We hope this helps! We pray God speaks to you in your individual situation. May He give you the wisdom you need to work through it to a healthy place! And may you feel God’s presence!

Cindy and Steve Wright


To help you further, we give a lot of personal stories, humor, and more practical tips in our book, 7 ESSENTIALS to Grow Your Marriage. We hope you will pick up a copy for yourself. (It’s available both electronically and in print form.) Plus, it can make a great gift for someone else. It gives you the opportunity to help them grow their marriage. And who doesn’t need that? Just click on the linked title or the picture below:



If you are not a subscriber to the Marriage Insights (emailed out weekly)
and you would like to receive them directly, click onto the following:


Print Post

Filed under: Marriage Insights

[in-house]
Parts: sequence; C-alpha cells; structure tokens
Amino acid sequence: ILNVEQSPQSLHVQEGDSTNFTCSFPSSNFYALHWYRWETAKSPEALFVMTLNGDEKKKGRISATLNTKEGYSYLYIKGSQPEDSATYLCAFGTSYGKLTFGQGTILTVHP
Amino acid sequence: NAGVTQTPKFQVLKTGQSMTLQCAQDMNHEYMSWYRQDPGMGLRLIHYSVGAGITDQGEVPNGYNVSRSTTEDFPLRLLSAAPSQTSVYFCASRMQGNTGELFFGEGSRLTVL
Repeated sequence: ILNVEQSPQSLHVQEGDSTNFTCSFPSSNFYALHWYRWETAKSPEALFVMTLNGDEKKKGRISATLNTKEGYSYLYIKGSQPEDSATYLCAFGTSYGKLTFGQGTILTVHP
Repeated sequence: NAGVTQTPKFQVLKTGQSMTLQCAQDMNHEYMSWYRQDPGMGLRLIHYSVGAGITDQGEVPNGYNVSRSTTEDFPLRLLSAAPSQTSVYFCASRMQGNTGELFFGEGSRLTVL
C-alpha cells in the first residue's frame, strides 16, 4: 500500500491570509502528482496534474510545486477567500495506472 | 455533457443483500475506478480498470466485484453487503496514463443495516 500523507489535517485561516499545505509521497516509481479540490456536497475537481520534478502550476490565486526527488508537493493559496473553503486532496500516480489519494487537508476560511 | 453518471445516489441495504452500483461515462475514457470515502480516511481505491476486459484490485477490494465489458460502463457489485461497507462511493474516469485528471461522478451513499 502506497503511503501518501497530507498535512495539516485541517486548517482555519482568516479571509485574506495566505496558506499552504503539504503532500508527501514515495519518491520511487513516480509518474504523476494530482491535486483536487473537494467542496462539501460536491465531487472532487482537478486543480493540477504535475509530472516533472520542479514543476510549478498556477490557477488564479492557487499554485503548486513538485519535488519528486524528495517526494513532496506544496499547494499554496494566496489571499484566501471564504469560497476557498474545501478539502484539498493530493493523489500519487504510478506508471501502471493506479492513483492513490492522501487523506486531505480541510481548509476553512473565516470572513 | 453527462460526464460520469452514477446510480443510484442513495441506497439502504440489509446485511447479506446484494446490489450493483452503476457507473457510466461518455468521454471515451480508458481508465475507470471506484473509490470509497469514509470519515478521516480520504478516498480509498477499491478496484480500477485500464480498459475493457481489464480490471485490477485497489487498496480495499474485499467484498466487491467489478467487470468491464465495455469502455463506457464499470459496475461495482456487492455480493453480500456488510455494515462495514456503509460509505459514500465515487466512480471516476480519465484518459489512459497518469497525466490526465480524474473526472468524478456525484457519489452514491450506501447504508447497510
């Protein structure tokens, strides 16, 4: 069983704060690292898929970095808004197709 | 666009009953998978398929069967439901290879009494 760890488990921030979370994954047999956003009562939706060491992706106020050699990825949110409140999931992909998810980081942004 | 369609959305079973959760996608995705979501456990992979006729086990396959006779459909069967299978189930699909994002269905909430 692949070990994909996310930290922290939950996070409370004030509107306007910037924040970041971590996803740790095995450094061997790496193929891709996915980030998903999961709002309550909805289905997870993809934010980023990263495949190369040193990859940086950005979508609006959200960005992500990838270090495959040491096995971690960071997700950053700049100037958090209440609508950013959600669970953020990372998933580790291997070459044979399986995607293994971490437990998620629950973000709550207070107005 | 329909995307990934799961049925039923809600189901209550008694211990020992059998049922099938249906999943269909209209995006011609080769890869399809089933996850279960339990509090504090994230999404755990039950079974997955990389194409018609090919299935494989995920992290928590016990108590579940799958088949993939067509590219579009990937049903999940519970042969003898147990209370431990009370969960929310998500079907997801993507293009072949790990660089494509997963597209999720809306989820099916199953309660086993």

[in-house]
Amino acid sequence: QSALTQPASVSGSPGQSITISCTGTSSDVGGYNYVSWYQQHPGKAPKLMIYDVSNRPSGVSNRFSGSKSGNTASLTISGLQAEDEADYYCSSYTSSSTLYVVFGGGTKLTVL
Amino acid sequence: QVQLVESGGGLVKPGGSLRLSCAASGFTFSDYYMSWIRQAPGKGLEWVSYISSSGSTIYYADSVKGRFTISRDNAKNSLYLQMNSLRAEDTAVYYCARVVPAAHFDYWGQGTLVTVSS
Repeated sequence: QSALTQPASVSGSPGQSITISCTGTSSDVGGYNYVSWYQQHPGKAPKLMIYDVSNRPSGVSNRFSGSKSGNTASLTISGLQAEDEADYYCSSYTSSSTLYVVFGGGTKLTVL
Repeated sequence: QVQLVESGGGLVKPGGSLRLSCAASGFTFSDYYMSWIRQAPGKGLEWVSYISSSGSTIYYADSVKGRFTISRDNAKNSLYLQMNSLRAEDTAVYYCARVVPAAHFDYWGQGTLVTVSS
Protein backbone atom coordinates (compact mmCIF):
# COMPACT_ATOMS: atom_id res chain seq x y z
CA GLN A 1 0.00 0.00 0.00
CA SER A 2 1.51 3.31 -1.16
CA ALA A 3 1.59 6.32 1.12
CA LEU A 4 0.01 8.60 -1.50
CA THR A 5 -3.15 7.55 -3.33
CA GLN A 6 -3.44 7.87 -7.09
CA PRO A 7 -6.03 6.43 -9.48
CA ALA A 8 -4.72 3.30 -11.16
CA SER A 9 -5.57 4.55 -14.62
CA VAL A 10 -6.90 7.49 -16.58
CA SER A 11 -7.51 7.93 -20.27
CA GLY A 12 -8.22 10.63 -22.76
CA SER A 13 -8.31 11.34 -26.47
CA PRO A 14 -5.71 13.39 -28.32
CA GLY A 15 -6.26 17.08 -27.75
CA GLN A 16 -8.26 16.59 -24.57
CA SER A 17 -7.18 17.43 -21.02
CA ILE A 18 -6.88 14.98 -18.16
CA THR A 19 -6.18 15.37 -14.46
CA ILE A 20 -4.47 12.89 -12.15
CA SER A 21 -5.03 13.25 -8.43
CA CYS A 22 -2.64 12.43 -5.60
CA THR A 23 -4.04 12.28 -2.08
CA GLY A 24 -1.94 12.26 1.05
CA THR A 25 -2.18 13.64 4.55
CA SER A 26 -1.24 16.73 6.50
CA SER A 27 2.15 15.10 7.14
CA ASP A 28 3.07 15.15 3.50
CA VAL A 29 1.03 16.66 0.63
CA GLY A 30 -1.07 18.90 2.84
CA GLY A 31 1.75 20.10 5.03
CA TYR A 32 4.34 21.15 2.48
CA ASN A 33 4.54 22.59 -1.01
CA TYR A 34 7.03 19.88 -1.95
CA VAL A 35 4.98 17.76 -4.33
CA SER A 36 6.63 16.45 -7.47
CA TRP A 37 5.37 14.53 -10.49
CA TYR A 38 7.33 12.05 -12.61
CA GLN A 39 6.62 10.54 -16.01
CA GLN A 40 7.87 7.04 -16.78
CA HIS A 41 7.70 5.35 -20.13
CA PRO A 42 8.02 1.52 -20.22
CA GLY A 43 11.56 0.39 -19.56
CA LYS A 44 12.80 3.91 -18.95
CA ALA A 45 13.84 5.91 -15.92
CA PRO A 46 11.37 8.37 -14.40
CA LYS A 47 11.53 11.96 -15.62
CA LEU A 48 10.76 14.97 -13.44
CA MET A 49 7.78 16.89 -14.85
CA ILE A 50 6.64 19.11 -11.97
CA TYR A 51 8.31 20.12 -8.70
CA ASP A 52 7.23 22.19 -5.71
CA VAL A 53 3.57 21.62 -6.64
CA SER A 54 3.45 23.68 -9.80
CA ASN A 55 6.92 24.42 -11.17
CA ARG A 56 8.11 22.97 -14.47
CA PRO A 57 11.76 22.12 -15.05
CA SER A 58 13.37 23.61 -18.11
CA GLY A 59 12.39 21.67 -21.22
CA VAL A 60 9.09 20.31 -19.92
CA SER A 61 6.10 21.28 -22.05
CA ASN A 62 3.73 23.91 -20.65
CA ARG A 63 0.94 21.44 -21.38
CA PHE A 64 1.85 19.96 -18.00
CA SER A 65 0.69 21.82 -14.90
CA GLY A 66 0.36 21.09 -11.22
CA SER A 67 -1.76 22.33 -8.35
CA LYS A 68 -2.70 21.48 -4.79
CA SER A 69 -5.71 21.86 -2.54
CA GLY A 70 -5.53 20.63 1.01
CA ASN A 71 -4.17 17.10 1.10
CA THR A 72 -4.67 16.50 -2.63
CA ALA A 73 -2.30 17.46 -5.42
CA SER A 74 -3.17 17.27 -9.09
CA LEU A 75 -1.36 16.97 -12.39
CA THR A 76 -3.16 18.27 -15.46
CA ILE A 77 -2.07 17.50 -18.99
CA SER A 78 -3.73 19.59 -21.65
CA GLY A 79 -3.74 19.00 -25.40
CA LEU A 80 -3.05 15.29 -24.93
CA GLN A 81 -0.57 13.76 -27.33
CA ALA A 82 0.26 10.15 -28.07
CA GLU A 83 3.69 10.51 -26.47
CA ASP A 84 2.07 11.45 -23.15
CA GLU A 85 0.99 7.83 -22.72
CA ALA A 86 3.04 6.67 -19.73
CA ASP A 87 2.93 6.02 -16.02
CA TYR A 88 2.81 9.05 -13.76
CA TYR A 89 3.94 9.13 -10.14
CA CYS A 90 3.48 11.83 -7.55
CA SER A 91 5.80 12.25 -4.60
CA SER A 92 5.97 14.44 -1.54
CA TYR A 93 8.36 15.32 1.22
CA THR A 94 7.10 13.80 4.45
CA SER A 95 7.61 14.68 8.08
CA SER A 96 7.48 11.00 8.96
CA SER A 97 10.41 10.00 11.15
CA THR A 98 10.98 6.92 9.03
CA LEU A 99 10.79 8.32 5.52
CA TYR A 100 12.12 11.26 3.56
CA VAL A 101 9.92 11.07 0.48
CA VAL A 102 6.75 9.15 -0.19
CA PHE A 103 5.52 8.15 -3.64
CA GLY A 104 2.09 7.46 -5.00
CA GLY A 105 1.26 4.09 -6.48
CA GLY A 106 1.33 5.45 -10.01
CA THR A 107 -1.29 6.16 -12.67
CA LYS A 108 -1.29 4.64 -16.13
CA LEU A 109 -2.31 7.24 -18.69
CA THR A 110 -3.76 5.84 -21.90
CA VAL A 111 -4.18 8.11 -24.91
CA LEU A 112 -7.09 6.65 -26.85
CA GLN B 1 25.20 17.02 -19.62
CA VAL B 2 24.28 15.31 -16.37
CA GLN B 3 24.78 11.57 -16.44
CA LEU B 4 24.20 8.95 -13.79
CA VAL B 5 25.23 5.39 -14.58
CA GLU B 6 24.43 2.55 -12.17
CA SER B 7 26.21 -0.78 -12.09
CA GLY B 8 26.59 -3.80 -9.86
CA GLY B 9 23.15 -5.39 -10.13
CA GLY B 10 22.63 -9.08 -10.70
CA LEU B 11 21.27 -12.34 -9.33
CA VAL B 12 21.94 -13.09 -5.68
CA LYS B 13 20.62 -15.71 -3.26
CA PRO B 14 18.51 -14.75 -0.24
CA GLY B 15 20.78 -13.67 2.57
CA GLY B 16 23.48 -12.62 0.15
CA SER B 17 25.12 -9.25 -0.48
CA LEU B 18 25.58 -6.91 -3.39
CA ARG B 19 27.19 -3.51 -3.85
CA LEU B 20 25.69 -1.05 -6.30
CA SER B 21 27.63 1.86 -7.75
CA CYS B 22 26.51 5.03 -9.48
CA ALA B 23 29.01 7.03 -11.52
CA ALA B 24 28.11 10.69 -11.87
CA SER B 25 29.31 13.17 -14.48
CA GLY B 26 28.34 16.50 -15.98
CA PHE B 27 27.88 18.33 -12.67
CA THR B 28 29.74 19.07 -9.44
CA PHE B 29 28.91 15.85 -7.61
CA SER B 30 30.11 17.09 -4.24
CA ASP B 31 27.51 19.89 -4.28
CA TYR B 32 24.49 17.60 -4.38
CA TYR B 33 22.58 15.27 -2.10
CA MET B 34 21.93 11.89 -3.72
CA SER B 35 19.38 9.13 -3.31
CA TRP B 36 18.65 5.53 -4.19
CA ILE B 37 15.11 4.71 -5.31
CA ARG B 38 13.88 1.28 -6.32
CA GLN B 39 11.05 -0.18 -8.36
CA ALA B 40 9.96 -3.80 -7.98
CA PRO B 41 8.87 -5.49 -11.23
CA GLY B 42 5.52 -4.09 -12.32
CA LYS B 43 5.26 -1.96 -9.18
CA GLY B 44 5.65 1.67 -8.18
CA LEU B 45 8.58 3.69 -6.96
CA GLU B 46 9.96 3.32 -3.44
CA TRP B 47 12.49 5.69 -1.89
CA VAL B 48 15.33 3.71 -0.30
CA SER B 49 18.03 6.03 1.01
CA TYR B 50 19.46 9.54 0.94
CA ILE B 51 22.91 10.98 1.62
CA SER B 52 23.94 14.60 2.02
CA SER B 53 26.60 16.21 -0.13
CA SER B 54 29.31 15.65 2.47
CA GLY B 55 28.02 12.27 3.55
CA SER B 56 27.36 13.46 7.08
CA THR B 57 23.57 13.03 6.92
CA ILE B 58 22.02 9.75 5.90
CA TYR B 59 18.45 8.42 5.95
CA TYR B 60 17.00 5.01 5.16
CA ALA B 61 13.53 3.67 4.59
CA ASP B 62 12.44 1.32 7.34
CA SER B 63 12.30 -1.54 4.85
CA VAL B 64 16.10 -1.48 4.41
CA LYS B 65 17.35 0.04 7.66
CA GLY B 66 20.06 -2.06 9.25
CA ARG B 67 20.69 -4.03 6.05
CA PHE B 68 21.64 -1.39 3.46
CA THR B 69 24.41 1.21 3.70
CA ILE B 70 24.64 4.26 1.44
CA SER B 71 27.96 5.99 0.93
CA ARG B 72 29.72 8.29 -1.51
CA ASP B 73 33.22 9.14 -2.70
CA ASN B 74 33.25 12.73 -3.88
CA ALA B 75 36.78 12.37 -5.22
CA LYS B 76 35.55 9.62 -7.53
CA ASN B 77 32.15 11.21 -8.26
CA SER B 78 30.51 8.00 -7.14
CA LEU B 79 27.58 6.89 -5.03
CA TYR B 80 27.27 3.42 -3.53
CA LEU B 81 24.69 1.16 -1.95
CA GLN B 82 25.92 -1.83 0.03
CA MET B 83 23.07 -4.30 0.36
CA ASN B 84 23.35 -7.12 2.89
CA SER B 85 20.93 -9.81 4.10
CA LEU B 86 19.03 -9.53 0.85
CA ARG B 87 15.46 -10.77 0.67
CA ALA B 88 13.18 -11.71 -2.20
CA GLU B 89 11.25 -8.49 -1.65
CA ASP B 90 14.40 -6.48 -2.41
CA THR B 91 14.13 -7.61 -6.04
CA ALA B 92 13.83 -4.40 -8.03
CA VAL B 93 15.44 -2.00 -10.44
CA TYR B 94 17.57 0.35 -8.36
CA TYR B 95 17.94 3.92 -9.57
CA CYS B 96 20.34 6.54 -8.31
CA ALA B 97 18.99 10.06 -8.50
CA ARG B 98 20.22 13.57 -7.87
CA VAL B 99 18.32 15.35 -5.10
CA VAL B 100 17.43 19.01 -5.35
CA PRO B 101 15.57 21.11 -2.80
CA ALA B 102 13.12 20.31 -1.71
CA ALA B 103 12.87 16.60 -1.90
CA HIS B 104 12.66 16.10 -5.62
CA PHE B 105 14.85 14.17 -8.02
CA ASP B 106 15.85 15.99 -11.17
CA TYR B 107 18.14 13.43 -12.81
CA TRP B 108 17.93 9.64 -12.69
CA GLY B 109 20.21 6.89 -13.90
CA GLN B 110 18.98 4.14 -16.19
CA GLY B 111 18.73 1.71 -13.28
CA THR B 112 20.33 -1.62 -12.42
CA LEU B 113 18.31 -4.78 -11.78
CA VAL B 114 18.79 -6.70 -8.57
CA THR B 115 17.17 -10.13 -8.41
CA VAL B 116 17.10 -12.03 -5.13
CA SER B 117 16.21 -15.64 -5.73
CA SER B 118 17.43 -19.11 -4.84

Join the Discussion

Please observe the following guidelines:

  • Try to be as positive as possible when you make a comment.
  • If there is name-calling, or profane language, it will be deleted.
  • The same goes with hurtful comments targeted at belittling others; we won't post them.
  • Recommendations for people to divorce will be edited out–that's a decision between them and God, not us.
  • If you have a criticism, please make it constructive.
  • Be mindful that this is an international ministry where cultural differences need to be considered.
  • Please honor the fact this is a Christ-centered web site.

We review all comments before posting them to reduce spam and offensive content.